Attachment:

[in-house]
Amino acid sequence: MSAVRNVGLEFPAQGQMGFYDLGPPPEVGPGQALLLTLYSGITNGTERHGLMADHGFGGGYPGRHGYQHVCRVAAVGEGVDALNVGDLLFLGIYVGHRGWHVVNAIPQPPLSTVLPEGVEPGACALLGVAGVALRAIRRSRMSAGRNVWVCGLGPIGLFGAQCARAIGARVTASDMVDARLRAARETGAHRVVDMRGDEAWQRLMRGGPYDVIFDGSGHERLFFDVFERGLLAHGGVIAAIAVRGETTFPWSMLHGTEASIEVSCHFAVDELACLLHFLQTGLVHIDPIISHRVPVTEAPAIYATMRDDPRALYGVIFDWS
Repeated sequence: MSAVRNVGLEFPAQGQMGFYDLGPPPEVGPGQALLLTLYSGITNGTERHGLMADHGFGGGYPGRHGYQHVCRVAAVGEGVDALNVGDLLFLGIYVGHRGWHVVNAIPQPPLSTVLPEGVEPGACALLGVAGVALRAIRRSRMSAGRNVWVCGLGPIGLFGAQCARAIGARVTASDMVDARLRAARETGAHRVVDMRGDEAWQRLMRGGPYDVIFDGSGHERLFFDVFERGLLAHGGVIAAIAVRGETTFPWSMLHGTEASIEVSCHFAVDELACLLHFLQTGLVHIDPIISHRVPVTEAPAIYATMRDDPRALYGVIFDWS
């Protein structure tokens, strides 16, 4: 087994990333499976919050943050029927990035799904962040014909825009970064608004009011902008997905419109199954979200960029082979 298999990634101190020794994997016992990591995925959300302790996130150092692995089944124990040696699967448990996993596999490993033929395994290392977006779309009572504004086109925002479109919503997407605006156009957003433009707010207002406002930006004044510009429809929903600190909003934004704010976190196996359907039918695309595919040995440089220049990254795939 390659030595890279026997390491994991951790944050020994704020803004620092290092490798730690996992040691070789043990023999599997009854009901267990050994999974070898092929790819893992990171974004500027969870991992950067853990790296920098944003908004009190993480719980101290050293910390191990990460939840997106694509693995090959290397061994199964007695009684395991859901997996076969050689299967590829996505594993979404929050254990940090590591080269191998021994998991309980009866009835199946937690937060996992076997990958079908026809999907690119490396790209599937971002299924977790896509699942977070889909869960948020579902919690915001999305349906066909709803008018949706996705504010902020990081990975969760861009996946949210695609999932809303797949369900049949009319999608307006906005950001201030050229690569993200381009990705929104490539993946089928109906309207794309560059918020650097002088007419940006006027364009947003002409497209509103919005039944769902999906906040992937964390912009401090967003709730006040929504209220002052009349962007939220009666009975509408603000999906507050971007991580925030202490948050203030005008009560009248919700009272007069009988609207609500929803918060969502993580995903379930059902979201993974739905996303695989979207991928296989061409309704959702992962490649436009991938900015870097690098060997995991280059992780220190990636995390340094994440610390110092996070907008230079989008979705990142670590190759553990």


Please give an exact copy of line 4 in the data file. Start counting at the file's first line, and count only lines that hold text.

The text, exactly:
């Protein structure tokens, strides 16, 4: 087994990333499976919050943050029927990035799904962040014909825009970064608004009011902008997905419109199954979200960029082979 298999990634101190020794994997016992990591995925959300302790996130150092692995089944124990040696699967448990996993596999490993033929395994290392977006779309009572504004086109925002479109919503997407605006156009957003433009707010207002406002930006004044510009429809929903600190909003934004704010976190196996359907039918695309595919040995440089220049990254795939 390659030595890279026997390491994991951790944050020994704020803004620092290092490798730690996992040691070789043990023999599997009854009901267990050994999974070898092929790819893992990171974004500027969870991992950067853990790296920098944003908004009190993480719980101290050293910390191990990460939840997106694509693995090959290397061994199964007695009684395991859901997996076969050689299967590829996505594993979404929050254990940090590591080269191998021994998991309980009866009835199946937690937060996992076997990958079908026809999907690119490396790209599937971002299924977790896509699942977070889909869960948020579902919690915001999305349906066909709803008018949706996705504010902020990081990975969760861009996946949210695609999932809303797949369900049949009319999608307006906005950001201030050229690569993200381009990705929104490539993946089928109906309207794309560059918020650097002088007419940006006027364009947003002409497209509103919005039944769902999906906040992937964390912009401090967003709730006040929504209220002052009349962007939220009666009975509408603000999906507050971007991580925030202490948050203030005008009560009248919700009272007069009988609207609500929803918060969502993580995903379930059902979201993974739905996303695989979207991928296989061409309704959702992962490649436009991938900015870097690098060997995991280059992780220190990636995390340094994440610390110092996070907008230079989008979705990142670590190759553990």